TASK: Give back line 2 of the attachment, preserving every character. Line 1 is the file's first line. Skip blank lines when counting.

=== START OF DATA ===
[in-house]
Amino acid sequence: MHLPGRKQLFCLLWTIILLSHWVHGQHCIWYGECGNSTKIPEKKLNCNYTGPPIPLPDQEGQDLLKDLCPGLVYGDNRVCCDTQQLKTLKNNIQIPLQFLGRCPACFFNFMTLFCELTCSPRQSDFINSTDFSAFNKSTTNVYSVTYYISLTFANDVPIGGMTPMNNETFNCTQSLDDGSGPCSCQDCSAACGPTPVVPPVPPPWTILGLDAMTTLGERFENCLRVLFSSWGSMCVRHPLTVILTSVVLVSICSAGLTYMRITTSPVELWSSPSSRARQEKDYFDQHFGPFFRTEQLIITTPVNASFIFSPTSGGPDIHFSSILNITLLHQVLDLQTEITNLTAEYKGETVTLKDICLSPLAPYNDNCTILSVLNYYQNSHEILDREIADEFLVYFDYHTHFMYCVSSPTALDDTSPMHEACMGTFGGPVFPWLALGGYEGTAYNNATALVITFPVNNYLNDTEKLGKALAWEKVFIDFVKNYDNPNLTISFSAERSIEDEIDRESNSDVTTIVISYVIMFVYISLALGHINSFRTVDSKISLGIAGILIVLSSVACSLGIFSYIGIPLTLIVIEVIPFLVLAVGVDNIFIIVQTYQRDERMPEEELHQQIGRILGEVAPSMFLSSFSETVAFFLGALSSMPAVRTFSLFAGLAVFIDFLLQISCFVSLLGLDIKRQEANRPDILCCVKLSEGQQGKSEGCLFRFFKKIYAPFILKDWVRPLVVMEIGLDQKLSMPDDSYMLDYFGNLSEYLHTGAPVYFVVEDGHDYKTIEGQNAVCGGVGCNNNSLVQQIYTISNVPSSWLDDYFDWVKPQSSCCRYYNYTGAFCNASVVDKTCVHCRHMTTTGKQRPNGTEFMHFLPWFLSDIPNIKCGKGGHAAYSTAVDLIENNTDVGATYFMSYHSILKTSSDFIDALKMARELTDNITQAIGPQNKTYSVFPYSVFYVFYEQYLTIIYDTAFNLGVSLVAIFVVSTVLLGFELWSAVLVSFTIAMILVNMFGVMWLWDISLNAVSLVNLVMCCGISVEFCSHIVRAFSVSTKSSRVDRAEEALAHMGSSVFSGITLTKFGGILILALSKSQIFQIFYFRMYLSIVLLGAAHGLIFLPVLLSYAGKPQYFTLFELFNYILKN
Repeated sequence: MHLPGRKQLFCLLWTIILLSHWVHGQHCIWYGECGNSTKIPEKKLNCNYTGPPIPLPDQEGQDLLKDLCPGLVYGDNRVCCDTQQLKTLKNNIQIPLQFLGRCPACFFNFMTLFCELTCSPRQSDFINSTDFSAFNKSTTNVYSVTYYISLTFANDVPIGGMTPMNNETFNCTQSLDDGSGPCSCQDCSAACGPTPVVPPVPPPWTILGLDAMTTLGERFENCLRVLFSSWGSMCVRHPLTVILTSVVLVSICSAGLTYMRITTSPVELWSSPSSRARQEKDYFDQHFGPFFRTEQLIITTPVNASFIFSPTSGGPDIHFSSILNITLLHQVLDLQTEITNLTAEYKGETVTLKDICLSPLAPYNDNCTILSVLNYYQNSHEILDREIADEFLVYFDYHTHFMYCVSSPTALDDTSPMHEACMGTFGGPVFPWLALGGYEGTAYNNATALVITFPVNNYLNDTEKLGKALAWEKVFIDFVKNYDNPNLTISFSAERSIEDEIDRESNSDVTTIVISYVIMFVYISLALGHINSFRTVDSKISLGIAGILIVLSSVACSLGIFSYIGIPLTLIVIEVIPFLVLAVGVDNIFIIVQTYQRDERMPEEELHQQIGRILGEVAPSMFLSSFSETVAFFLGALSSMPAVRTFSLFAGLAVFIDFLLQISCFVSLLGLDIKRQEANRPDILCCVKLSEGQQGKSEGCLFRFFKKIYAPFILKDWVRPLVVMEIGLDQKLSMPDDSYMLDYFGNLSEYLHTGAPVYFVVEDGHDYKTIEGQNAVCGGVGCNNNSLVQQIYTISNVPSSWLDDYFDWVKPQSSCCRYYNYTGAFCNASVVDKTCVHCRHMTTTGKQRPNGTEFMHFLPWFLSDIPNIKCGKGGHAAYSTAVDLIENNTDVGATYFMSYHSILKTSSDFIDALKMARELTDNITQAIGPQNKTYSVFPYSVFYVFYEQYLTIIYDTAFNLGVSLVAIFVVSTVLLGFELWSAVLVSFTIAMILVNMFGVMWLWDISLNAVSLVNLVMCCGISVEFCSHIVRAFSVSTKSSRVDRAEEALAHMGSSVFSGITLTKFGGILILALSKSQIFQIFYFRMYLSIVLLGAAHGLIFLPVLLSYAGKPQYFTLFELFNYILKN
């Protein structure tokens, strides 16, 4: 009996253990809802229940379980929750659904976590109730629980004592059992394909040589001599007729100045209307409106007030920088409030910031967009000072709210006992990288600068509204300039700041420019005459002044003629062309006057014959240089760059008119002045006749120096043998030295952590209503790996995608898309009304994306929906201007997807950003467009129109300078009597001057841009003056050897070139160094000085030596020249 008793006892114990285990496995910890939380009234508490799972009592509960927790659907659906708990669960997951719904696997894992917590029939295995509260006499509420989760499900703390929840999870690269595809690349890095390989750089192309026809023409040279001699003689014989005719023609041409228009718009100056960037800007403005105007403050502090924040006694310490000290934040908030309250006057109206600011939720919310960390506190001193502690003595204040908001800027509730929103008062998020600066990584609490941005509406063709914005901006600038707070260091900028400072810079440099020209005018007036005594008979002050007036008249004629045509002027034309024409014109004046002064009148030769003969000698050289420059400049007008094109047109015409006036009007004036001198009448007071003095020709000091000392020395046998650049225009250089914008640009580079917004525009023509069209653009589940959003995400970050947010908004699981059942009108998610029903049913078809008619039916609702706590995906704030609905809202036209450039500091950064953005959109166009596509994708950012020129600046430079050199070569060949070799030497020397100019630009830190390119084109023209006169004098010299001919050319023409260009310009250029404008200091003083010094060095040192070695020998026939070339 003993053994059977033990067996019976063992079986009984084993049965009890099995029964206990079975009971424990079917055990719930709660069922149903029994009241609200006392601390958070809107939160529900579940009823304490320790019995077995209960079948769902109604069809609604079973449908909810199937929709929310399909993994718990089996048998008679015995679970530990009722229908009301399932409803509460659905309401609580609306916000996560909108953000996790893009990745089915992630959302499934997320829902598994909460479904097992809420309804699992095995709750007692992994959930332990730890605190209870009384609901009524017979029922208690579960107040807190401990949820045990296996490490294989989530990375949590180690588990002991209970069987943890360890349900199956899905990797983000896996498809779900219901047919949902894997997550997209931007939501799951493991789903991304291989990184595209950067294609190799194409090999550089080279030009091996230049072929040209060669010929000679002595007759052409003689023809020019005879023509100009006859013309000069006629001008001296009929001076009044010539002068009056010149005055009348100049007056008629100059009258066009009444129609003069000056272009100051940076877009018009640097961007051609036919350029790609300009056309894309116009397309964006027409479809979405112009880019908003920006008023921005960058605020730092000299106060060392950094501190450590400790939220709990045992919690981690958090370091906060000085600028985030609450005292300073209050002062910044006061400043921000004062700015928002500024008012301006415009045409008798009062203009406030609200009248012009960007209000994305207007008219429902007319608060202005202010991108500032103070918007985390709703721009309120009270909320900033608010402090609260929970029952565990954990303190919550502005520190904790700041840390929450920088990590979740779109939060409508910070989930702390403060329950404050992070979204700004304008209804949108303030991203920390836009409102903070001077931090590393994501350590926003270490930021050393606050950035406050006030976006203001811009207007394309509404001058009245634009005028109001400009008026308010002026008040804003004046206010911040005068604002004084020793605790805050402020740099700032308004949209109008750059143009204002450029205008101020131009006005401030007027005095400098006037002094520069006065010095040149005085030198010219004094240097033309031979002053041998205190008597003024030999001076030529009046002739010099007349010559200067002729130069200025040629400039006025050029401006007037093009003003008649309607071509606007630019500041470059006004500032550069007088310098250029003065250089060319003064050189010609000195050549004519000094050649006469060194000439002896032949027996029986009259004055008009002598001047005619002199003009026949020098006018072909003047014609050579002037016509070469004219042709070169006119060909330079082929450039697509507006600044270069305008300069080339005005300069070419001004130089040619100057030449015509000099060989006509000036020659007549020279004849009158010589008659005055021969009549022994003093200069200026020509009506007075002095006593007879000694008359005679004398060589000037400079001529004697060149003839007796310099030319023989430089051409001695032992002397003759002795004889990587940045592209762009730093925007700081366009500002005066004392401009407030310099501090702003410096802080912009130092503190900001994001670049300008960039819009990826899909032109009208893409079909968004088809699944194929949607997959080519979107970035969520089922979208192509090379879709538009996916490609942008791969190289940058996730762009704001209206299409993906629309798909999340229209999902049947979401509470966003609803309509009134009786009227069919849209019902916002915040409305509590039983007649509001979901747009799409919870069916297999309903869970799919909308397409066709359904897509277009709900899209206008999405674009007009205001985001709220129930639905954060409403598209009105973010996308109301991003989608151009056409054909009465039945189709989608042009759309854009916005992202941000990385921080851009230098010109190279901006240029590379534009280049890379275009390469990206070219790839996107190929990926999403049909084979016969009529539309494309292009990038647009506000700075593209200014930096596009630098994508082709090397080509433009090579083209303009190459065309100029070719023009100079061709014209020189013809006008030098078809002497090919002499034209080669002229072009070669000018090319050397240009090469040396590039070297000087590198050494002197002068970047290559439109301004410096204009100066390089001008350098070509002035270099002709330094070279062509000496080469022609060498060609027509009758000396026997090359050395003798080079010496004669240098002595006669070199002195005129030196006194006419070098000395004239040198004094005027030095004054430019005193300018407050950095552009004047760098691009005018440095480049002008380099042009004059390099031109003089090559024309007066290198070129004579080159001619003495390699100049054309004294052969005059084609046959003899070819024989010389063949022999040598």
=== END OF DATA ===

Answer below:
Amino acid sequence: MHLPGRKQLFCLLWTIILLSHWVHGQHCIWYGECGNSTKIPEKKLNCNYTGPPIPLPDQEGQDLLKDLCPGLVYGDNRVCCDTQQLKTLKNNIQIPLQFLGRCPACFFNFMTLFCELTCSPRQSDFINSTDFSAFNKSTTNVYSVTYYISLTFANDVPIGGMTPMNNETFNCTQSLDDGSGPCSCQDCSAACGPTPVVPPVPPPWTILGLDAMTTLGERFENCLRVLFSSWGSMCVRHPLTVILTSVVLVSICSAGLTYMRITTSPVELWSSPSSRARQEKDYFDQHFGPFFRTEQLIITTPVNASFIFSPTSGGPDIHFSSILNITLLHQVLDLQTEITNLTAEYKGETVTLKDICLSPLAPYNDNCTILSVLNYYQNSHEILDREIADEFLVYFDYHTHFMYCVSSPTALDDTSPMHEACMGTFGGPVFPWLALGGYEGTAYNNATALVITFPVNNYLNDTEKLGKALAWEKVFIDFVKNYDNPNLTISFSAERSIEDEIDRESNSDVTTIVISYVIMFVYISLALGHINSFRTVDSKISLGIAGILIVLSSVACSLGIFSYIGIPLTLIVIEVIPFLVLAVGVDNIFIIVQTYQRDERMPEEELHQQIGRILGEVAPSMFLSSFSETVAFFLGALSSMPAVRTFSLFAGLAVFIDFLLQISCFVSLLGLDIKRQEANRPDILCCVKLSEGQQGKSEGCLFRFFKKIYAPFILKDWVRPLVVMEIGLDQKLSMPDDSYMLDYFGNLSEYLHTGAPVYFVVEDGHDYKTIEGQNAVCGGVGCNNNSLVQQIYTISNVPSSWLDDYFDWVKPQSSCCRYYNYTGAFCNASVVDKTCVHCRHMTTTGKQRPNGTEFMHFLPWFLSDIPNIKCGKGGHAAYSTAVDLIENNTDVGATYFMSYHSILKTSSDFIDALKMARELTDNITQAIGPQNKTYSVFPYSVFYVFYEQYLTIIYDTAFNLGVSLVAIFVVSTVLLGFELWSAVLVSFTIAMILVNMFGVMWLWDISLNAVSLVNLVMCCGISVEFCSHIVRAFSVSTKSSRVDRAEEALAHMGSSVFSGITLTKFGGILILALSKSQIFQIFYFRMYLSIVLLGAAHGLIFLPVLLSYAGKPQYFTLFELFNYILKN